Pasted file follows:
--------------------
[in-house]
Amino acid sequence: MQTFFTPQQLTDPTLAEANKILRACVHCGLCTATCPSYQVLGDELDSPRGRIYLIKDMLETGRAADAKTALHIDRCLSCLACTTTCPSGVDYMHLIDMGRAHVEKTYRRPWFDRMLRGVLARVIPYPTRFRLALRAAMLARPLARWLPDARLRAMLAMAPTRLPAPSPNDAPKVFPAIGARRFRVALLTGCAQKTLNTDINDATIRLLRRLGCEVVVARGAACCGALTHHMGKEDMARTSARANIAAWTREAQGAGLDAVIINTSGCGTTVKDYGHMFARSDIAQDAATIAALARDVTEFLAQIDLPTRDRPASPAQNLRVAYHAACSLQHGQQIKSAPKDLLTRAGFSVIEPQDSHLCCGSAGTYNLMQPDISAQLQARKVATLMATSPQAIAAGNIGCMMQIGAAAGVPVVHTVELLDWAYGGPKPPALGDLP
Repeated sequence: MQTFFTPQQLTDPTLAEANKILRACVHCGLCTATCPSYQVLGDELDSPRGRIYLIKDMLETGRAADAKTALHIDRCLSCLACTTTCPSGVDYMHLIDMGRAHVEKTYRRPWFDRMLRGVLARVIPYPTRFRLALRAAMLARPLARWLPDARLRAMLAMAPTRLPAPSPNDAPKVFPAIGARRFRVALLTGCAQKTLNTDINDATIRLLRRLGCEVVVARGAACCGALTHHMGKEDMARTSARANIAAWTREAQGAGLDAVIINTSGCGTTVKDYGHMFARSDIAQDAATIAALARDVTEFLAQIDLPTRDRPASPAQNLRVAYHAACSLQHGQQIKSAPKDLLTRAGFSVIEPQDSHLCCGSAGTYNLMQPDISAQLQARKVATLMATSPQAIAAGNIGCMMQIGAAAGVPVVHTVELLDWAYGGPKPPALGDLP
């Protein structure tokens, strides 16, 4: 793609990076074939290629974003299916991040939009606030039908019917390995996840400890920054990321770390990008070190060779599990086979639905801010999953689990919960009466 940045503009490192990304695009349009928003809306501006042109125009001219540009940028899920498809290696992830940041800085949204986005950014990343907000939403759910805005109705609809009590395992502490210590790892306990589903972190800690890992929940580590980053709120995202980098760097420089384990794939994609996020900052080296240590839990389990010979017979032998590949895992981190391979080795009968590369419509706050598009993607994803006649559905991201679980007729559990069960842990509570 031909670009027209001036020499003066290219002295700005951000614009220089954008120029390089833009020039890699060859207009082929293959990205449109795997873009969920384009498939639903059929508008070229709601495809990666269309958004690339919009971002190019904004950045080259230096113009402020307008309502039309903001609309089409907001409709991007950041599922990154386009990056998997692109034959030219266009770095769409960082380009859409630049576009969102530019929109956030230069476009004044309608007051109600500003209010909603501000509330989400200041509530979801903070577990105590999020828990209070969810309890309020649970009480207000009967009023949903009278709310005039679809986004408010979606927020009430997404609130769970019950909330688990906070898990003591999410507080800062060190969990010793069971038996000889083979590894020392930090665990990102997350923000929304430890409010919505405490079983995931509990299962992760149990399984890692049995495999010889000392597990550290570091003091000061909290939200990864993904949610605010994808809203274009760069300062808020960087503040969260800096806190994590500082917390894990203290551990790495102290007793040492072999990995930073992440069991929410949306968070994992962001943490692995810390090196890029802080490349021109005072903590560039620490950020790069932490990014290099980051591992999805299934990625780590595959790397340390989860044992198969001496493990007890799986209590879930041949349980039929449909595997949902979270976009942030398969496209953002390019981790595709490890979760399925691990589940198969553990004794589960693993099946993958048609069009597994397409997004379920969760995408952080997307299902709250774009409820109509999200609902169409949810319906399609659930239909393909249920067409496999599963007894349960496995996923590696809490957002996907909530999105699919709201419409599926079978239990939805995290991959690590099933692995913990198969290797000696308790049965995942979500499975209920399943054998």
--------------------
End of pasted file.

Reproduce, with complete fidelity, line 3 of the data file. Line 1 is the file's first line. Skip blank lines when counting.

Repeated sequence: MQTFFTPQQLTDPTLAEANKILRACVHCGLCTATCPSYQVLGDELDSPRGRIYLIKDMLETGRAADAKTALHIDRCLSCLACTTTCPSGVDYMHLIDMGRAHVEKTYRRPWFDRMLRGVLARVIPYPTRFRLALRAAMLARPLARWLPDARLRAMLAMAPTRLPAPSPNDAPKVFPAIGARRFRVALLTGCAQKTLNTDINDATIRLLRRLGCEVVVARGAACCGALTHHMGKEDMARTSARANIAAWTREAQGAGLDAVIINTSGCGTTVKDYGHMFARSDIAQDAATIAALARDVTEFLAQIDLPTRDRPASPAQNLRVAYHAACSLQHGQQIKSAPKDLLTRAGFSVIEPQDSHLCCGSAGTYNLMQPDISAQLQARKVATLMATSPQAIAAGNIGCMMQIGAAAGVPVVHTVELLDWAYGGPKPPALGDLP